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Alec: Right, let us begin our discussion as to why we believe Hotline Miami is the worst game ever created. it is traditional to start with a description of sorts as to what the game is. Anyone burning to depict it in a particular way?

Lewie: Hotline Miami is an above average word puzzle game with the best hyper violent combat simulator minigame ever.

Adam: Explain yourself, sir

Lewie: It has secrets. Without ruining the fun, have we all done the puzzle yet?

Cara: I haven't, but that is because I keep replaying all the early levels to see if I can get a better score. I don't mind spoilers though really.

Alec: No spoilers! I haven't done it but I did find out what it was and stuff. I suppose we'd better loop back onto plot stuff later

Adam: I will say this - the 'r' key, to restart after dying, is the most important key in the game.


Adam: It's a game in which death is only ever a second away, but so is rebirth. And by the midpoint it's as natural to hit 'r' as to hit a man with a pan.
It's like playing a symphony of violence and that 'r' key is the basic chord that holds it all together.

Alec: My left index finger is always over R, every single picosecond I play

Cara: I like to see it as being like the 'reload' of arcade House of the Dead, rather than a restarting of a level, it feels like that in rhythm

Adam: Exactly so

Alec: Yes, death is part of the process rather than a failstate.

Lewie: It's so crucial that things are slightly different each time.

Cara: The more you die, the more variations of AI behaviour you encounter, the more reactive it forces you to be, the better, more violent you become. Things take you by surprise. Reacting is so important.

Alec: I'd even, upon R to restarting, assess the state of the 'new' level and, if it wasn't to my liking - like, if the first guard had a gun rather than a bat - I'd restart anyway. It wasn't part of my plan that way.

Lewie: It forces you to make a plan, but be ready to abandon it if there's a scary Russian man with a gun.

Adam: Interesting that so many people have called it difficult and yet it is a game almost entirely lacking a failstate. I never even got frustrated and left it for a while.

Cara: It HONES you. Also owns you.

Lewie: You can also brute force it. Trying basically the same strategy again and again can eventually work.

Adam: We have established that Hotline Miami is a lathe.

Cara: Ha, yes, it is very like being a woodwork shop. A VIOLENT ONE.

Adam: A true to life lathe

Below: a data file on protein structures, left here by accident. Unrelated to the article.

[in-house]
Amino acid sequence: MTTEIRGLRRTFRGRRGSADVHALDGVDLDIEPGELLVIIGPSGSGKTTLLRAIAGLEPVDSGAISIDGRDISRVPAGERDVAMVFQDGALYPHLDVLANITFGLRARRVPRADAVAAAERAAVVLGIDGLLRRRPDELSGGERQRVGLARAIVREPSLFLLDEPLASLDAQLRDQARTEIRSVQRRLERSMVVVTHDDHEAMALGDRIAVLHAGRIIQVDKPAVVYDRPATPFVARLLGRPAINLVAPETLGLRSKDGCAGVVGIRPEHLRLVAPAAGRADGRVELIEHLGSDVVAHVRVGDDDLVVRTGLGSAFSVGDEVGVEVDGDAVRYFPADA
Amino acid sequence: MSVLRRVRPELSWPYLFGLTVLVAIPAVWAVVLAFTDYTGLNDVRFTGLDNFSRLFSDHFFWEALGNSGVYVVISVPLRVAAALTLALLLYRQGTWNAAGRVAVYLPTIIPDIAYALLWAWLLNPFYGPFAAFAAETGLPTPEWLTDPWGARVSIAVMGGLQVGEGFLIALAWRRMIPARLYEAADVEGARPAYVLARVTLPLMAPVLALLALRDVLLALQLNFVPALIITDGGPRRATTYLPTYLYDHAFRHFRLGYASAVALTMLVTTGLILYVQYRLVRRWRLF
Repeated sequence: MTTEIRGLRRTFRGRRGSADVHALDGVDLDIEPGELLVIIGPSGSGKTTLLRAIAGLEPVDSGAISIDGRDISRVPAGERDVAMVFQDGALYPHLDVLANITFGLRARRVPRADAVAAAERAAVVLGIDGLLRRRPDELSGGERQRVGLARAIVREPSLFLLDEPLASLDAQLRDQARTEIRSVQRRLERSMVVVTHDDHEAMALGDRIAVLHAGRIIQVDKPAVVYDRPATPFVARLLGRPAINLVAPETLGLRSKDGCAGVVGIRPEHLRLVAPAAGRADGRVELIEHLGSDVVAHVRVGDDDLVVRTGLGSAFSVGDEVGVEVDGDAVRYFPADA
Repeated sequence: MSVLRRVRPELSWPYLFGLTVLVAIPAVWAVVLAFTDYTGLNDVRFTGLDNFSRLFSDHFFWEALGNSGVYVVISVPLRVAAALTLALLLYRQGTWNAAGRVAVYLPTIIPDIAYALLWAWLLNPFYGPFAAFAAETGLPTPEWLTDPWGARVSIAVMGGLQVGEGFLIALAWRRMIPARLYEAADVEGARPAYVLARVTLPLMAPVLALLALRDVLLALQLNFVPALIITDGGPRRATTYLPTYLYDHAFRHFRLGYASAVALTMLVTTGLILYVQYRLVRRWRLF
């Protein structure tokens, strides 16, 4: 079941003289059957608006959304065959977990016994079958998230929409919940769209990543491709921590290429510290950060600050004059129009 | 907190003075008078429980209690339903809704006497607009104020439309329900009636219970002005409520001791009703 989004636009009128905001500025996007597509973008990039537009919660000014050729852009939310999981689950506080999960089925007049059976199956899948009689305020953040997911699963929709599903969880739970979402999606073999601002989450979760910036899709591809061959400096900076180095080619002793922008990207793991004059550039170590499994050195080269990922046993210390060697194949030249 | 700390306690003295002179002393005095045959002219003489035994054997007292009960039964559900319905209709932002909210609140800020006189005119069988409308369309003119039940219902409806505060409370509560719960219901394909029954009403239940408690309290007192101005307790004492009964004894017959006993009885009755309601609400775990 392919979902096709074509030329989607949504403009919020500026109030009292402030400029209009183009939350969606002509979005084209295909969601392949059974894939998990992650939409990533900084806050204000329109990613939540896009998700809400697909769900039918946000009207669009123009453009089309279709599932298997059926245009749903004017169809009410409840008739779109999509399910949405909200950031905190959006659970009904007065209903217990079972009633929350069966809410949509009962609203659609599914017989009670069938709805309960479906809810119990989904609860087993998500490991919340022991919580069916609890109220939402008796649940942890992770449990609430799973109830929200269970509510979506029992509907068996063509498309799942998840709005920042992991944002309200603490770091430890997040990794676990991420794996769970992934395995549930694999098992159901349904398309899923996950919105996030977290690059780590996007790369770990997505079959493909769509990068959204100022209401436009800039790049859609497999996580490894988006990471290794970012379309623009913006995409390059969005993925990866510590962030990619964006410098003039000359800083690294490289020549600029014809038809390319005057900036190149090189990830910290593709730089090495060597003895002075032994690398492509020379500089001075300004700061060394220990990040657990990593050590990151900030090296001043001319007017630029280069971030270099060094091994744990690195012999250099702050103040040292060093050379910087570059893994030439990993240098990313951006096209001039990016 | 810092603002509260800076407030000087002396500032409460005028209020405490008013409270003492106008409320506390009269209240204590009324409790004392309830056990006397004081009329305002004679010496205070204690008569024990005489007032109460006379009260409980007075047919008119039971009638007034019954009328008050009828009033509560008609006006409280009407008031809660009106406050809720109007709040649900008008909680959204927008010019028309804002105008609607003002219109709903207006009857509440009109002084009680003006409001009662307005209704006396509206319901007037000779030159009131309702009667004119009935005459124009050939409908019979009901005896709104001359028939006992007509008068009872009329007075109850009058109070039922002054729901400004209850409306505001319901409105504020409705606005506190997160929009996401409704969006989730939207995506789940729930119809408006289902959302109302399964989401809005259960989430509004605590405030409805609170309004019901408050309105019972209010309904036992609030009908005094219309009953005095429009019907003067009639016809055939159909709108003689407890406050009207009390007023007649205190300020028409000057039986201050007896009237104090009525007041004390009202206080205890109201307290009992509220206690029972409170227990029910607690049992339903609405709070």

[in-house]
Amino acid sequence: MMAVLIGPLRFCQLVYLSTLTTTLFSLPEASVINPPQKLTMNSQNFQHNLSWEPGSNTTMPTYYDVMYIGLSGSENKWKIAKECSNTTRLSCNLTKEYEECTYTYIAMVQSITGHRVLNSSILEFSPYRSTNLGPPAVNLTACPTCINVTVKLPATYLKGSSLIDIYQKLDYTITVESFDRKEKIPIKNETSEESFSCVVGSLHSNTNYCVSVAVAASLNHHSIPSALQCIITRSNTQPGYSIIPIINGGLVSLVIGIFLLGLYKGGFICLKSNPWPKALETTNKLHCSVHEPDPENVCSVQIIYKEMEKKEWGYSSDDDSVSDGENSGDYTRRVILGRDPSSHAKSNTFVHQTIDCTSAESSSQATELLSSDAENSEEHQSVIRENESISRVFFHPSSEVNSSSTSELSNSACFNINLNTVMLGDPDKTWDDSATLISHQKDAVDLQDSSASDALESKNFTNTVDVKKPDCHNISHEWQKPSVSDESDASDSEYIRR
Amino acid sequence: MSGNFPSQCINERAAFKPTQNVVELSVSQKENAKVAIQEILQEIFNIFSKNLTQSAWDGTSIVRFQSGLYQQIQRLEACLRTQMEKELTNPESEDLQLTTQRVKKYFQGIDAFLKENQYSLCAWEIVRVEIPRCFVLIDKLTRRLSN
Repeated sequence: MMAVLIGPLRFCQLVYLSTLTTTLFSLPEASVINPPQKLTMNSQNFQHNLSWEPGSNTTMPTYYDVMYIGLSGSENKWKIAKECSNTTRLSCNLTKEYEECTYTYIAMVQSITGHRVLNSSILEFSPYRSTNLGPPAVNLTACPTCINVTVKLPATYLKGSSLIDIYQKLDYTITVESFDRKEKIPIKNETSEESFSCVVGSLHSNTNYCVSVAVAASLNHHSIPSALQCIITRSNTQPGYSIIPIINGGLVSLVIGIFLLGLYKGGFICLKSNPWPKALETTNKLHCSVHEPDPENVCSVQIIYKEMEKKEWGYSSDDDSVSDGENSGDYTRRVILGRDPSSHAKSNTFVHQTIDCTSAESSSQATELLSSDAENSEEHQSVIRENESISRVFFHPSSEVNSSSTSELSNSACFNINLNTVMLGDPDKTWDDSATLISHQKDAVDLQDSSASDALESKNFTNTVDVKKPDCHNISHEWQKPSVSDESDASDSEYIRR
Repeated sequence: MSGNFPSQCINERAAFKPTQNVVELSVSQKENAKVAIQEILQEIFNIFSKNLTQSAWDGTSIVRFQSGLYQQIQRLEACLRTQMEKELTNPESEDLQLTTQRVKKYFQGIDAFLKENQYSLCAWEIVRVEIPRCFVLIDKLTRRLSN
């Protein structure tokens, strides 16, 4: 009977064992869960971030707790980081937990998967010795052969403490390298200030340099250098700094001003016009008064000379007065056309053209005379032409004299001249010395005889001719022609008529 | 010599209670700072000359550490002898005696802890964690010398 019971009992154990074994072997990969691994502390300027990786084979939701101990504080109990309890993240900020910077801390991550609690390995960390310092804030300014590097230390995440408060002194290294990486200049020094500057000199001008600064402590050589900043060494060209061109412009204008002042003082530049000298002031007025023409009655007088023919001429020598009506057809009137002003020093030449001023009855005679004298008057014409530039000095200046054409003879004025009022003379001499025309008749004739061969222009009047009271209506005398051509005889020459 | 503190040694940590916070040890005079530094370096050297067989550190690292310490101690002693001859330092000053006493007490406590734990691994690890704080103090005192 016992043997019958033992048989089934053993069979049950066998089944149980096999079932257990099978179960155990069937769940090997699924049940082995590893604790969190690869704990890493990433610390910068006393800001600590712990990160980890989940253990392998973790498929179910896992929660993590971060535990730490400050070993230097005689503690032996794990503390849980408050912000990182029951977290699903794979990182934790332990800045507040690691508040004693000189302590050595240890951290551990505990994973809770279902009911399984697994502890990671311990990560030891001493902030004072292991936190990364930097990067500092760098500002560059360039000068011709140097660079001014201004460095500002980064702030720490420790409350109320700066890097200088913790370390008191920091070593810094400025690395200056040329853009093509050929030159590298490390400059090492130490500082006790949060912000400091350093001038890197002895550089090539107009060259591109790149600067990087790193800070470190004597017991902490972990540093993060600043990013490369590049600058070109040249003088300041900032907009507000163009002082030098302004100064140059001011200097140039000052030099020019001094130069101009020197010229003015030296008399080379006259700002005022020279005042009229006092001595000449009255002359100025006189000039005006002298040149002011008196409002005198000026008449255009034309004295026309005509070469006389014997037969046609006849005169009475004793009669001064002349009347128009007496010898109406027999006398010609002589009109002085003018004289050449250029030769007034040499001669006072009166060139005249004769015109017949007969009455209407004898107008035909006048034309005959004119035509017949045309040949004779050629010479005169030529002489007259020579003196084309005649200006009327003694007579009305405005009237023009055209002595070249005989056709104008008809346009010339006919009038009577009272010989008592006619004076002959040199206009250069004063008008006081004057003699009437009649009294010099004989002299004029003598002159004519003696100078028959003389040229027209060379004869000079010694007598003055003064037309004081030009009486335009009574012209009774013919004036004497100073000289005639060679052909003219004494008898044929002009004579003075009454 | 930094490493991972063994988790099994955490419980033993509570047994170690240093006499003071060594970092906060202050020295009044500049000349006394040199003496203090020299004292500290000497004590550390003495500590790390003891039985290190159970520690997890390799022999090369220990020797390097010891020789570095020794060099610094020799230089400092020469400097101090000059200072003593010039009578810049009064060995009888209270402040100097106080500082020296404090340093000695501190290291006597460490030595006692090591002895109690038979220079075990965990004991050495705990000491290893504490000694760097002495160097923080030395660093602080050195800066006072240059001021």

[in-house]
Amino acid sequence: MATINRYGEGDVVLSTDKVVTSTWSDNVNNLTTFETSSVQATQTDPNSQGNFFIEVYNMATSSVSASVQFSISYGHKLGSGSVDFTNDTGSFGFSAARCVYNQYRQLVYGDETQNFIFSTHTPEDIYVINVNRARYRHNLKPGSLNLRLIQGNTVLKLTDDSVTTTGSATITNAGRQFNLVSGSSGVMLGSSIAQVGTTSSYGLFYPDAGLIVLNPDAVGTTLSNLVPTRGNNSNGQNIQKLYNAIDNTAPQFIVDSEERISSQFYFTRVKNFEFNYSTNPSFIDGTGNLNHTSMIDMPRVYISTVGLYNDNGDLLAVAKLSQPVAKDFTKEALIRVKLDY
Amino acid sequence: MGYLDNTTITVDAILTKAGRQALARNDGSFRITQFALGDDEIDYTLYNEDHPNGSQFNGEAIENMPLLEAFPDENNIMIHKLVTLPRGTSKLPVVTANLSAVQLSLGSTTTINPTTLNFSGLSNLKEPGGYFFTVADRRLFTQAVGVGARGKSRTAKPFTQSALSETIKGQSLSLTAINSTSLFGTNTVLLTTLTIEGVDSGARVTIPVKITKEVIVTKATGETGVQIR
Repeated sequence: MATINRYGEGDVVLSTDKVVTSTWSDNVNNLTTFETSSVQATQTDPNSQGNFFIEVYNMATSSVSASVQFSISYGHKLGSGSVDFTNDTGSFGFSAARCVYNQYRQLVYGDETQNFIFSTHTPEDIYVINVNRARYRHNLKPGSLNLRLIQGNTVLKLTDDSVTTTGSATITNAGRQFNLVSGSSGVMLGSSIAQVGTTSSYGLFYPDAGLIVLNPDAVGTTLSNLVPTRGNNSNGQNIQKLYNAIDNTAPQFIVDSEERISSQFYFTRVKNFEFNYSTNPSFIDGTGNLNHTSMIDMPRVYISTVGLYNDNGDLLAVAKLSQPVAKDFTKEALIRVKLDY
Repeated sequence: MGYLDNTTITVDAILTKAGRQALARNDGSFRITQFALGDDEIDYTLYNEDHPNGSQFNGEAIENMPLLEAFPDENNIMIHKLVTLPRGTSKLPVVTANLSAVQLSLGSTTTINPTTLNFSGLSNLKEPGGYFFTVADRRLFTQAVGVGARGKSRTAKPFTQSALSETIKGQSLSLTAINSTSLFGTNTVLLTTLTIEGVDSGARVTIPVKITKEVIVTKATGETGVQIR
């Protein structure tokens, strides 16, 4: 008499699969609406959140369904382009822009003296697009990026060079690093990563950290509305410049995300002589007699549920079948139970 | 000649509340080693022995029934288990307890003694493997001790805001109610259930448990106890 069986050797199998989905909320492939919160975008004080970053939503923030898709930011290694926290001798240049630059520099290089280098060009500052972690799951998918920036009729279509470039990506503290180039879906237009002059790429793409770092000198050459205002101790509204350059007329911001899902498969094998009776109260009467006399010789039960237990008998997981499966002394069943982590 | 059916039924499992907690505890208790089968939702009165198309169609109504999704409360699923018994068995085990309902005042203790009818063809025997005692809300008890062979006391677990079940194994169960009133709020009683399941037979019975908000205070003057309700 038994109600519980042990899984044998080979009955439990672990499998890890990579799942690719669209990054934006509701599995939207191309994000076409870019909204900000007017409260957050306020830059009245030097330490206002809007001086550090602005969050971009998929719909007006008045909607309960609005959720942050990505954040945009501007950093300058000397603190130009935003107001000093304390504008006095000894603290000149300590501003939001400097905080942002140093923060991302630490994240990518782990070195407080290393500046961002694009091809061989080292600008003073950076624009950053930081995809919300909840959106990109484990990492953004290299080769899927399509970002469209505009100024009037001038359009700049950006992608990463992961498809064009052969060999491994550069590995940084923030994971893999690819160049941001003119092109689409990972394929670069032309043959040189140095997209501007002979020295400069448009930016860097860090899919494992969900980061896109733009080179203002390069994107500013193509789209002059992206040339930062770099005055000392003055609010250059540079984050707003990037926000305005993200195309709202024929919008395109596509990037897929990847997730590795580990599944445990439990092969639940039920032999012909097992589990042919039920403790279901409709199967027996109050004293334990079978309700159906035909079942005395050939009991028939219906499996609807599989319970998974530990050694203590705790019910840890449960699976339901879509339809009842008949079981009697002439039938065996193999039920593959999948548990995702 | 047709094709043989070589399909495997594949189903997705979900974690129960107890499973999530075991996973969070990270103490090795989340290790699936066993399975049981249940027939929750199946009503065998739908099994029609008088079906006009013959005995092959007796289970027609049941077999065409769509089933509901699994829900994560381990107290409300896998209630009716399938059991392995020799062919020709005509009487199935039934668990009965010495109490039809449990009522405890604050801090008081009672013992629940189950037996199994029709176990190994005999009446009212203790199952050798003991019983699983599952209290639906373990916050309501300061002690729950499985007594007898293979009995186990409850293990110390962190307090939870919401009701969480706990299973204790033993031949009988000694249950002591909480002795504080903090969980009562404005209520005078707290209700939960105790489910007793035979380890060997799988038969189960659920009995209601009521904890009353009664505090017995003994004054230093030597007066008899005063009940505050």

Cara: yeah - it's constant plan making, plan revising. HLM is propulsive compulsive hyperviolent hyperpleasure lathe machine

Alec: OK, you win.

Cara: YUS.

Watch on YouTube

Alec: This is a faintly ridiculous thing to say, given the known opinions of those assembled here, but... does anyone have any issues with it?

Lewie: You can't throw the lamps.

Adam: The stealth bit was really annoying. Which may be intentional - it's still annoying though.

Cara: Occasionally I think you can kill someone and their weapon clips through walls

Alec: I had a dog walk out the level once. It just kept on going. Stupid dogs.

Adam: That should happen more often in games

Lewie: The boss fights are a bit too boss fighty.

Cara: Yeah although there's nothing wrong with it being 'gamey'. It revels in old school.

Alec: They are, but they did retain the same in the zone, teeth-grit flow of the main levels

Lewie: it was the flow of them I didn't like

Cara: Yeah I agree with that

Alec: it's not like Deus Ex where it's a total departure - they're sort of a whole HLM level crammed into 10 seconds.

Cara: Yeah, a microcosm of HLM but less fun usually.

Alec: They are bastard hard, the closest I came to being angry with the game.

Lewie: Occasionally the game lets you skip cutscenes all together, if you plunge your thumbs into the first boss (I think level 3) you kill him before he launches into dialogue.

Cara: Yeah I did that yesterday.

Alec: It says a lot about what this game has done to our heads that the important part of that statement is skipping cutscenes, not blinding a man with our thumbs.

Lewie: And Clean Hit (I think) you can shoot the guards at long range, and avoid the trip outside, past the cleaner.

Adam: I found myself swearing at the screen quite a bit - I was angry at people when they killed me, particularly if they happened to be the last man on the level.